Reforms and reducing risks, China copes with economy slowdown

BEIJING: With the stock market turmoil spooking global investors, a slowing economy looking for new sources of growth and looming uncertainties both at home and abroad, this year has been challenging for China’s policy makers.

It won’t be less challenging for the year ahead as the country continues managing the slowdown while proceeding with reforms and curbing growing risks.

In his latest comment about the economic performance this week, Premier Li Keqiang said the economy is moving within a reasonable range, and the country will maintain reforms to ensure steady economic growth.

The economic growth is poised to post its weakest rate in a quarter of a century this year and widely expected to grind lower in 2016. Stabilizing growth will be high on the agenda for the upcoming Central Economic Work Conference, in which the government outlines the growth blueprint for the year ahead.

The economy grew 6.9 percent in the third quarter from a year earlier, the weakest pace since the global financial crisis, prompting the central bank to cut interest rates for six times in nearly a year.

Besides monetary easing, the government has been expanding fiscal spending to support infrastructure investment in an effort to put a floor under the slowing economy.

China has been pursuing reforms to steer toward a growth model based on stronger domestic demand, innovation and private sector instead of over-reliance on trade and credit expansion. Reforms have targeted a wide range of issues, including a troubled property sector, non-performing loans at banks, corruption, pollution and overcapacity in many industries, as well as efforts to make its currency, the yuan, more accepted worldwide.

Some signs are emerging that the economic transformation is gradually taking hold. Consumption’s share of the GDP is growing and the service sector is now bigger than the manufacturing sector as a percentage of GDP. Although consumption growth has slowed in the weakened economy, it has fallen much less than investment. Most important, innovation is booming.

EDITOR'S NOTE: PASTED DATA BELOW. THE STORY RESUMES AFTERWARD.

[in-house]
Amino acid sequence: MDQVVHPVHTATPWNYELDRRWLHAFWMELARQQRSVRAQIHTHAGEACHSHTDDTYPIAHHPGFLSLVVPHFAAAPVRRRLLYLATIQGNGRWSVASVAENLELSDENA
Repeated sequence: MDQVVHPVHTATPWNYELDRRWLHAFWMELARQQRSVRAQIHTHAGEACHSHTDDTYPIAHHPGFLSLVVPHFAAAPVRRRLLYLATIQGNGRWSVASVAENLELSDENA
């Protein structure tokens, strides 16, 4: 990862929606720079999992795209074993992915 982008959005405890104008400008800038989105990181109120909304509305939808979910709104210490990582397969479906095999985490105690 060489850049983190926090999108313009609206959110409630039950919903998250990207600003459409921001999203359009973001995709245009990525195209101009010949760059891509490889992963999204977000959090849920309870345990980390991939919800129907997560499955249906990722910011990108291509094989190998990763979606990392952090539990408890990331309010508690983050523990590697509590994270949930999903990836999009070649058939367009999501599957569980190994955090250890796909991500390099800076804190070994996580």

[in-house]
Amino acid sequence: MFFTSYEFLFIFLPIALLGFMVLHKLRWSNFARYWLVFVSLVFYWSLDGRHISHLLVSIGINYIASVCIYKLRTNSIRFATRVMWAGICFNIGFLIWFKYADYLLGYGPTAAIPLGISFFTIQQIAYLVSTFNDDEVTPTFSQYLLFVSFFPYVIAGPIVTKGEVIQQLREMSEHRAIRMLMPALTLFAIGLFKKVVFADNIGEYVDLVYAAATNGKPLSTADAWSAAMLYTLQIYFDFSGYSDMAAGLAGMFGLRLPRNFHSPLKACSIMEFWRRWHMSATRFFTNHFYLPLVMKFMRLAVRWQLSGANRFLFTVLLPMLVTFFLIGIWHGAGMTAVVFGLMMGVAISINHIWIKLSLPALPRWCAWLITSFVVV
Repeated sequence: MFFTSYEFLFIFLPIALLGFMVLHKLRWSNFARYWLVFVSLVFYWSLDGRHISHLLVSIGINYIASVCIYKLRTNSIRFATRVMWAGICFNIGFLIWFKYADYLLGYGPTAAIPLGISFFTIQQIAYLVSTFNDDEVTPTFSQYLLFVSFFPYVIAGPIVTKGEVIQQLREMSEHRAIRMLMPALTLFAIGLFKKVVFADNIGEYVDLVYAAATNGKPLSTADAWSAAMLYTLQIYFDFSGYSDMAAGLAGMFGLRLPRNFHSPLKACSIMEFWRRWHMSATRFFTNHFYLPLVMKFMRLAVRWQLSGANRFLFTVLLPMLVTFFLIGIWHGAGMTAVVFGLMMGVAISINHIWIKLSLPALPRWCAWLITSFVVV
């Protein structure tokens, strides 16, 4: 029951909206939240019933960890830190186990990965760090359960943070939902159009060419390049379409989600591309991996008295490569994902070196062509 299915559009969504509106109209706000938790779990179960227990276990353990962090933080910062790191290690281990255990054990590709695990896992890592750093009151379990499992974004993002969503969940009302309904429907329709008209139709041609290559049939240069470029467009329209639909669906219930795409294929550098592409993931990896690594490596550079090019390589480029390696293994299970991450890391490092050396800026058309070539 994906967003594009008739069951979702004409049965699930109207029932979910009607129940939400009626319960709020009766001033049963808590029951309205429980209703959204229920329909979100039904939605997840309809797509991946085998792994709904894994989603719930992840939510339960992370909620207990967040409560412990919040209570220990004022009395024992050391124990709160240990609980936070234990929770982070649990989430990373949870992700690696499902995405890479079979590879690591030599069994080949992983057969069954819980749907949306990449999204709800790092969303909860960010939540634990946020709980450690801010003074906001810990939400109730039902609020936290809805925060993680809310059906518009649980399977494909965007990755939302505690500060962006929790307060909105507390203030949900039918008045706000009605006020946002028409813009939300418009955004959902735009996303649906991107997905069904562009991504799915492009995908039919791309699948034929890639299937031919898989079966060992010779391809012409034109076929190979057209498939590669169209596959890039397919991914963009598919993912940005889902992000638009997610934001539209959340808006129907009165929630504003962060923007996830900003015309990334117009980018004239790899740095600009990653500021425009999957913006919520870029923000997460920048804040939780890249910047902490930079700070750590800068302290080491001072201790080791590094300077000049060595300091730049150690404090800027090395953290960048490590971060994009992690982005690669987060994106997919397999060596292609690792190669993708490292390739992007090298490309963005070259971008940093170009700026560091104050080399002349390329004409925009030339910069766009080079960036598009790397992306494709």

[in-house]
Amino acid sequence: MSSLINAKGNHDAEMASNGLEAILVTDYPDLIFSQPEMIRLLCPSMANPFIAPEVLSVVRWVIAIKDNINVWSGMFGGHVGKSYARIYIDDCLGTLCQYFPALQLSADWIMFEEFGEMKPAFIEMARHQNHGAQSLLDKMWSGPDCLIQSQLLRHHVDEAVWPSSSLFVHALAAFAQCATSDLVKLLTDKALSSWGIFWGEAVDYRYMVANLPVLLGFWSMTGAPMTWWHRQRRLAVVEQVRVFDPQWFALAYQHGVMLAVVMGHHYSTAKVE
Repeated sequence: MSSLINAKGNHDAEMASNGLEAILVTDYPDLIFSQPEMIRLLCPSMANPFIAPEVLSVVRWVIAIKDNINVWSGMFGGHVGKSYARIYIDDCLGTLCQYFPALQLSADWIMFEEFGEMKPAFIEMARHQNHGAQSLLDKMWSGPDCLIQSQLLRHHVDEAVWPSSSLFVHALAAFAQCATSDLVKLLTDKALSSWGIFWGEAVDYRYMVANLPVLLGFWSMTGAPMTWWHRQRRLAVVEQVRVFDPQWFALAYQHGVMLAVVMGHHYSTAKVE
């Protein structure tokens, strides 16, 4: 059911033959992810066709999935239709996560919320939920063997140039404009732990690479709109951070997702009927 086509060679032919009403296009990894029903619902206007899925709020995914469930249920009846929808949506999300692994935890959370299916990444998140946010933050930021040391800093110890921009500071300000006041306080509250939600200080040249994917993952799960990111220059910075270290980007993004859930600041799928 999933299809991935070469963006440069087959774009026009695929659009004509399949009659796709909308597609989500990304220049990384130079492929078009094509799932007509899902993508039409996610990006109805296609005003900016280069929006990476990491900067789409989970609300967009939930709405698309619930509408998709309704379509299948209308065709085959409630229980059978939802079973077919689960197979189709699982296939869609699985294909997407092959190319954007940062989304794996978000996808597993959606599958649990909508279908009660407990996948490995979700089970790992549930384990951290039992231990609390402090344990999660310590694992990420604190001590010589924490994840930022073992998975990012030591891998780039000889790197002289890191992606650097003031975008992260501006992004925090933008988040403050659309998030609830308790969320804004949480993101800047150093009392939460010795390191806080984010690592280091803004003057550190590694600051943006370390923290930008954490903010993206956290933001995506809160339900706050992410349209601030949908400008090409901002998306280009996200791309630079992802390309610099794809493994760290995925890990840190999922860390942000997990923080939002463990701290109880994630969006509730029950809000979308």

However, as economic growth has slowed, there has been concern whether the resolve to pursue those reforms would fall by the wayside.

To soothe such concerns, Chinese leaders have repeatedly stated that the moderation in growth is a desired outcome of reforms. “I would otherwise be worried whether the reforms were working as intended,” Li wrote in an article published in the Economist magazine.

Li called 2016 “a year of reform,” saying “structural reform featuring entrepreneurship and innovation, greater openness and win-win international cooperation” will be priorities for 2016 and beyond.

Wang Tao, a UBS economist, said in 2016, the government is unlikely to deliver a massive stimulus package. Instead, “it will continue targeted support through fiscal and infrastructure measures, and accelerate structural reforms to unlock new sources of growth and support consumption”

Besides structural reform, the government will unveil reform policies to reduce excess capacity, enterprises’ financing costs and a housing market oversupply as well as prevent financial sector risks, said Yang Weimin, vice minister of the Office of the Central Leading Group on Finance and Economic Affairs.

As China presses ahead with market-based reforms, enhancement of risk management becomes crucial as they bring both unprecedented opportunities and growing risks that demanded tougher safeguards, economists said.

Zhou Xiaochuan, the central bank governor, said minimizing financial risk will be a key challenge for China over the period covered by its new Five-year Plan and the success of financial reform hinges on stability in the sector. Zhou called for a mechanism to be put in place to monitor and counter risks, and for better regulations against money laundering and terrorism financing.

It will be the “biggest success” of the next few years to evade any systematic risk and thus risk control should be attached equal importance as maintaining growth and advancing structural reform, said Liu Shijin, former deputy director of the State Council Development Research Center.

Nevertheless, China will stick to its opening-up in the financial arena, allowing foreign investments to enter more industries such as banking, securities and insurance, Zhou said.

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